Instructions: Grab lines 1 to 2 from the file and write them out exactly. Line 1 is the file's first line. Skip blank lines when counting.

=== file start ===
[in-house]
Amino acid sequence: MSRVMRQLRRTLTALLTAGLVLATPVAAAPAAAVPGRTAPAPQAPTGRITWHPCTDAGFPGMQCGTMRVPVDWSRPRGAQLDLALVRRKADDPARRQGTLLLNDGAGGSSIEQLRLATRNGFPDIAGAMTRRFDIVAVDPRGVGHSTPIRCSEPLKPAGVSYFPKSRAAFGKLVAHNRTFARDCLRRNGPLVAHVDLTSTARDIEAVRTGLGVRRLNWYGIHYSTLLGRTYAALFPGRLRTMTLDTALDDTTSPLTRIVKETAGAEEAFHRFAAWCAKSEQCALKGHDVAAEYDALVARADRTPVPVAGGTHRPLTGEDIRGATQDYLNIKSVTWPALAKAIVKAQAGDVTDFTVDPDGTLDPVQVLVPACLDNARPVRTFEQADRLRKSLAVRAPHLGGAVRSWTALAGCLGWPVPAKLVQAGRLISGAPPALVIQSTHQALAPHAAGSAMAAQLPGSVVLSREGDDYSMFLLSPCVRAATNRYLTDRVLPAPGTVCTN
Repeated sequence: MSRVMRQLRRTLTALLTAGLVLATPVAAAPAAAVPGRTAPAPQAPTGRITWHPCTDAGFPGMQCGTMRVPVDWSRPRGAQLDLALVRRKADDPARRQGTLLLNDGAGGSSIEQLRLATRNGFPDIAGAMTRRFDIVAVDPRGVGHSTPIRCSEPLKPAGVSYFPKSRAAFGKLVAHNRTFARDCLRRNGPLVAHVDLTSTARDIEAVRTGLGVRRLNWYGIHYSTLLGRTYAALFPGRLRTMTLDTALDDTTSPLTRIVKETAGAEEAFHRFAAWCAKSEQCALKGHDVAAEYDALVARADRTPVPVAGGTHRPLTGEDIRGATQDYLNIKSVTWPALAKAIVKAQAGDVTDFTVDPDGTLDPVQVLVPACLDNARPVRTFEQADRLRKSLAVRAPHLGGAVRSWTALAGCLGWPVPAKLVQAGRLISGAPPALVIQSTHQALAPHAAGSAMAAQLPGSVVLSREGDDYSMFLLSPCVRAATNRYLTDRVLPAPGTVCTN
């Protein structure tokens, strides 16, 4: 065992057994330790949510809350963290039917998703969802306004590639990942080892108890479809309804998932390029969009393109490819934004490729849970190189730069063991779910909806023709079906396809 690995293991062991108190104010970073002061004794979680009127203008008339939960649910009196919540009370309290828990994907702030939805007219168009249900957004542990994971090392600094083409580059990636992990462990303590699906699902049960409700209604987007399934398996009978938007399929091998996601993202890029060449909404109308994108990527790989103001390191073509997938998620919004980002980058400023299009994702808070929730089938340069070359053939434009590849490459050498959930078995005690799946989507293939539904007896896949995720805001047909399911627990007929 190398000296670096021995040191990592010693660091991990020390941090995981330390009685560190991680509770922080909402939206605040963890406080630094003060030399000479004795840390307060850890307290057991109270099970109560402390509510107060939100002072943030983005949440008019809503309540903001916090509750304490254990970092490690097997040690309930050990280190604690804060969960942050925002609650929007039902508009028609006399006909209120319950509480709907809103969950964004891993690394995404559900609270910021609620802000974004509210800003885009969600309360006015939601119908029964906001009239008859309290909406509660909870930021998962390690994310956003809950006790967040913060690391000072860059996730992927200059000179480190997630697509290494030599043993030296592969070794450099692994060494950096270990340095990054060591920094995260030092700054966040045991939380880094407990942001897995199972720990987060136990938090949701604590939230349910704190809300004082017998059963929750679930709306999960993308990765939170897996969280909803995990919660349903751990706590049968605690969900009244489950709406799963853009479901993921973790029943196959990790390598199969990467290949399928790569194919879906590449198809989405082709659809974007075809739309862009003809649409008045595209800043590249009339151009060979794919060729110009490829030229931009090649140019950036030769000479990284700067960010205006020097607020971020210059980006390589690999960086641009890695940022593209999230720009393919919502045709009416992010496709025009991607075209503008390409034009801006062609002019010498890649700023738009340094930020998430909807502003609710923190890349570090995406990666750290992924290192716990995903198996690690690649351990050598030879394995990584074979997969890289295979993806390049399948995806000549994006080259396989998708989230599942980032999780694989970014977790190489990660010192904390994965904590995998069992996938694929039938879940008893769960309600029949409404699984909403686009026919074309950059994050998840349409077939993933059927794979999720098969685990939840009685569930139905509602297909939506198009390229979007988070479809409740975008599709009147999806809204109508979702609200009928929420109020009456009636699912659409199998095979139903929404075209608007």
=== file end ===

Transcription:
[in-house]
Amino acid sequence: MSRVMRQLRRTLTALLTAGLVLATPVAAAPAAAVPGRTAPAPQAPTGRITWHPCTDAGFPGMQCGTMRVPVDWSRPRGAQLDLALVRRKADDPARRQGTLLLNDGAGGSSIEQLRLATRNGFPDIAGAMTRRFDIVAVDPRGVGHSTPIRCSEPLKPAGVSYFPKSRAAFGKLVAHNRTFARDCLRRNGPLVAHVDLTSTARDIEAVRTGLGVRRLNWYGIHYSTLLGRTYAALFPGRLRTMTLDTALDDTTSPLTRIVKETAGAEEAFHRFAAWCAKSEQCALKGHDVAAEYDALVARADRTPVPVAGGTHRPLTGEDIRGATQDYLNIKSVTWPALAKAIVKAQAGDVTDFTVDPDGTLDPVQVLVPACLDNARPVRTFEQADRLRKSLAVRAPHLGGAVRSWTALAGCLGWPVPAKLVQAGRLISGAPPALVIQSTHQALAPHAAGSAMAAQLPGSVVLSREGDDYSMFLLSPCVRAATNRYLTDRVLPAPGTVCTN